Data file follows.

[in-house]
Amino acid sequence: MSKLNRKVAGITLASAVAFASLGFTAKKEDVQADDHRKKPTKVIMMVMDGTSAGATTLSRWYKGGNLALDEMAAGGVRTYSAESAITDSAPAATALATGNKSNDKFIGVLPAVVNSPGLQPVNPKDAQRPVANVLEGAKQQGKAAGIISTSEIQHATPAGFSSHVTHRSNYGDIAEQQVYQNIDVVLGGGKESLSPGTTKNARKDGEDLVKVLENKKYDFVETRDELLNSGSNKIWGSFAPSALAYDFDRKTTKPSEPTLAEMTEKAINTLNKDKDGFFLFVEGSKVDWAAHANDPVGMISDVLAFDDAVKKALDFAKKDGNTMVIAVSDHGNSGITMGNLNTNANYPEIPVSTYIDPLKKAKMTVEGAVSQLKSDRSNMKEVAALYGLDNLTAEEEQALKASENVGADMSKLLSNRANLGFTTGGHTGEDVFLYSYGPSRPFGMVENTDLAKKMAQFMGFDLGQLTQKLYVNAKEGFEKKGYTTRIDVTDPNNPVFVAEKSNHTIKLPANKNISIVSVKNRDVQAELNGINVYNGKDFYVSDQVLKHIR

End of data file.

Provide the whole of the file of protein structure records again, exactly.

[in-house]
Amino acid sequence: MSKLNRKVAGITLASAVAFASLGFTAKKEDVQADDHRKKPTKVIMMVMDGTSAGATTLSRWYKGGNLALDEMAAGGVRTYSAESAITDSAPAATALATGNKSNDKFIGVLPAVVNSPGLQPVNPKDAQRPVANVLEGAKQQGKAAGIISTSEIQHATPAGFSSHVTHRSNYGDIAEQQVYQNIDVVLGGGKESLSPGTTKNARKDGEDLVKVLENKKYDFVETRDELLNSGSNKIWGSFAPSALAYDFDRKTTKPSEPTLAEMTEKAINTLNKDKDGFFLFVEGSKVDWAAHANDPVGMISDVLAFDDAVKKALDFAKKDGNTMVIAVSDHGNSGITMGNLNTNANYPEIPVSTYIDPLKKAKMTVEGAVSQLKSDRSNMKEVAALYGLDNLTAEEEQALKASENVGADMSKLLSNRANLGFTTGGHTGEDVFLYSYGPSRPFGMVENTDLAKKMAQFMGFDLGQLTQKLYVNAKEGFEKKGYTTRIDVTDPNNPVFVAEKSNHTIKLPANKNISIVSVKNRDVQAELNGINVYNGKDFYVSDQVLKHIR